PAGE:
Town and Country; or, life at home and abroad, without and within us eBook

This eBook from the Gutenberg Project consists of approximately 291 pages of information about Town and Country; or, life at home and abroad, without and within us.

The servant, who yet stood at the door waiting orders, burst forth into a loud laugh, as the reading of this was finished, while George, though inwardly sorrowing over the situation of his friend, could not refrain from smiling at his ridiculous appearance and doings.  There was a good humor running through the method of his madness, that made him far from being disagreeable.

Mr. Alverton passed to the door, and, motioning the servant aside, entreated her not to bring him wine.

“Well, sir, that be’s just as he says,” said she, in a loud voice, and in a manner that convinced Mr. Alverton that she cared not as to what might follow.

“Good!” shouted James.  “Why, she’s my confidential; she’s as true to me as a book.  Sal, bring up two decanters of that best.”

The girl laughed, and bounded out of the room to do as he requested.

The wine came; a long talk ensued, as unmeaning and useless as that we have above related, and George left with a heavy heart, promising to call on the morrow.

As he entered the street, and the cool, fresh air of an autumn morning greeted him, he felt somewhat revived, and, quickening his step, he soon reached his home.  He dare not mention his adventure to Josephine, though he wanted to.  She was the betrothed of James.  In one month they were to be married!  Dark and frowning were the clouds that gathered in their blackness over the mind of George, as he mused on what had been and what was to be.  Should he tell her all?  It was his duty.  Should he shrink from the performance of his duty?  No.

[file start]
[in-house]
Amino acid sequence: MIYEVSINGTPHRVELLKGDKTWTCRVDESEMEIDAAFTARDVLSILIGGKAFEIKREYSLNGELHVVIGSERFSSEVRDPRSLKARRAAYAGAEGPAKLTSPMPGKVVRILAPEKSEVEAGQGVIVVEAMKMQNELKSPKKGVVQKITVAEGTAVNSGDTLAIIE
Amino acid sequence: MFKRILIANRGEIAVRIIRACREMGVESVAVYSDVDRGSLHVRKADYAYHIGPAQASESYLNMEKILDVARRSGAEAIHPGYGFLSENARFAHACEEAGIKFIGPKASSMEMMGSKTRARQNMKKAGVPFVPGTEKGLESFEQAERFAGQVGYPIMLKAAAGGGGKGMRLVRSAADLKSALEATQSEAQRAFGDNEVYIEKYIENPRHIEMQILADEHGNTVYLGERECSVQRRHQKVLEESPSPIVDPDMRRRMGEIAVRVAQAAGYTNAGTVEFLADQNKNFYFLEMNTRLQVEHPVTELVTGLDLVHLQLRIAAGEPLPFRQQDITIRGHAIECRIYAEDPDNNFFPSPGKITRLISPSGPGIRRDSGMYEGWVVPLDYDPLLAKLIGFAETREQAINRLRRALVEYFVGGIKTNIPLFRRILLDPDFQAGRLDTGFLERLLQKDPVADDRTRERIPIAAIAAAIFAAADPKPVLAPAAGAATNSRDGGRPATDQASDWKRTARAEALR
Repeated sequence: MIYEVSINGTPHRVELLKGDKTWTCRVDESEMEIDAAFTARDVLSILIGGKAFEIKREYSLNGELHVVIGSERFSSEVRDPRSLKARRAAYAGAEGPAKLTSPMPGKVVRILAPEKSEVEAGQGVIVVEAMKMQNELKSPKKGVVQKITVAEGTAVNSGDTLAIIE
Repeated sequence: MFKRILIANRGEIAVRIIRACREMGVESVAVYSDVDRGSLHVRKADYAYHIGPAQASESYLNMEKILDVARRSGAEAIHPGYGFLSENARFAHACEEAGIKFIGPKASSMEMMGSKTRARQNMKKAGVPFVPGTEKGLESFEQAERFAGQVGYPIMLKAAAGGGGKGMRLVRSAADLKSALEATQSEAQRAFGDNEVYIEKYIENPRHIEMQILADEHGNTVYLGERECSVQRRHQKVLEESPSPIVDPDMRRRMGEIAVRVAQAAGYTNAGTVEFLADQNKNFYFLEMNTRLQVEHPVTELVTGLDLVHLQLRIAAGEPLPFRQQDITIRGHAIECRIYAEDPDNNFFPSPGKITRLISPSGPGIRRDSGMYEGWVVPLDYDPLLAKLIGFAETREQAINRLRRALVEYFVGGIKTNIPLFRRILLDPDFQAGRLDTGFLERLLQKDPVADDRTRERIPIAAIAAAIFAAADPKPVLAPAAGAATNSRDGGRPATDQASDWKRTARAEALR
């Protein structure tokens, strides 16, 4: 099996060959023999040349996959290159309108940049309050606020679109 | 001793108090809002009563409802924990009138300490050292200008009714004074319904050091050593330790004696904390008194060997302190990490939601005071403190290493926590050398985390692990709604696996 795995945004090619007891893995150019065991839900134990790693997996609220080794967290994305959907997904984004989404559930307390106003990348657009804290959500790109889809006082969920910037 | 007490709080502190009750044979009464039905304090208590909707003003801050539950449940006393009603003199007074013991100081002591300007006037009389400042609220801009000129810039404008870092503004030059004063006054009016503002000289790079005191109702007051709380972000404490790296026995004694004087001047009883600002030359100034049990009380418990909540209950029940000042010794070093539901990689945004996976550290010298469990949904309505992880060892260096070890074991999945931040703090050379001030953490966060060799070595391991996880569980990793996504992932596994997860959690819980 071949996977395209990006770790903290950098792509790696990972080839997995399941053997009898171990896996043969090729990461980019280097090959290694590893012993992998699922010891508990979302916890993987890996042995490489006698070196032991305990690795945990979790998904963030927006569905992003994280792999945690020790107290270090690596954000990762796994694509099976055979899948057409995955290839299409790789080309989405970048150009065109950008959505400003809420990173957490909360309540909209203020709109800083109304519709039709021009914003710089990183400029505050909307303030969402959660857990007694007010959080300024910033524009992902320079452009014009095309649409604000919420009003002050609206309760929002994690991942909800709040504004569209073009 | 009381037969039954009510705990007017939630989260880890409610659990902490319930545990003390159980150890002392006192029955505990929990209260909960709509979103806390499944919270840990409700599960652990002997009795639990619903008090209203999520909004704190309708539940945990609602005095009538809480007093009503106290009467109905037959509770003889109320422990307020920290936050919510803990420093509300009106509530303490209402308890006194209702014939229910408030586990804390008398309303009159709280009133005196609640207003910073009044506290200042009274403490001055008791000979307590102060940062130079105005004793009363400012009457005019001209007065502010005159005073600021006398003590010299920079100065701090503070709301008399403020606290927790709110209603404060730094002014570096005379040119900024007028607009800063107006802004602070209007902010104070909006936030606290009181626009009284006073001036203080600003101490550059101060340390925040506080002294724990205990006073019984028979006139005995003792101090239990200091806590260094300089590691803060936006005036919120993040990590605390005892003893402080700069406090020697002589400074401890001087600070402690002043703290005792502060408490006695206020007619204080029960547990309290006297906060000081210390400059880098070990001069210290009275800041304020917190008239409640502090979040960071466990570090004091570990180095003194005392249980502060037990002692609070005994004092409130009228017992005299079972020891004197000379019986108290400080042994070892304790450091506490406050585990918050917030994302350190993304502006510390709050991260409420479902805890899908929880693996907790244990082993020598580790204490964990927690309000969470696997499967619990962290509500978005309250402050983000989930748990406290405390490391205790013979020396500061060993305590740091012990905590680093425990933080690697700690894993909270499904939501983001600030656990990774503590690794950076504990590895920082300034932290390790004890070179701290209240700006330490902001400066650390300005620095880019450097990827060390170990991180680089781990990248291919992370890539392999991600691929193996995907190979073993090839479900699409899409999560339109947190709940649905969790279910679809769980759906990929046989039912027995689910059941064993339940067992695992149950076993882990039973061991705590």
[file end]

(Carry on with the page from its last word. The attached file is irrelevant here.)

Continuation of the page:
CHAPTER V.

“Never!” exclaimed the young lady, as she wiped her eyes, and a smile of joy and hope burst through her tears.  “George, I know he will not go too far,—­O, no!  As an eagle may touch the earth, yet, soaring again, float in its own element in the light of the sun, so may he, though he has this once fallen, soar upward, and higher than ever, planning not another descent so low.”

“I hope it may be so,” said George.

“And why not hope?  You know each has an opinion of his own, but that opinion may be changed.  Though he now opposes the pledge, and the cause of which it is the representative, yet he may think differently, and may, through your influence, become one of its most zealous advocates.  Don’t mention to him that I know of his act,” exclaimed Josephine, springing to catch the arm of her brother, as he opened the door to leave.

She was answered in the negative, and in the examination of a few articles that were being prepared for her bridal-day she gradually forgot all unpleasant misgivings, and nothing but happiness could she see before her.

It was not until the next day that George had an opportunity of seeing his friend.  He then met him at the store, and James laughed over the doings of the day previous as a “good joke,” as he called them.  On that occasion, as on several subsequent ones, he urged him to sign and become a total-abstinent; but, with such influences as those which surrounded him, it was not strange that these efforts proved ineffectual.

Copyrights
Project Gutenberg
Town and Country; or, life at home and abroad, without and within us from Project Gutenberg. Public domain.
Follow Us on Facebook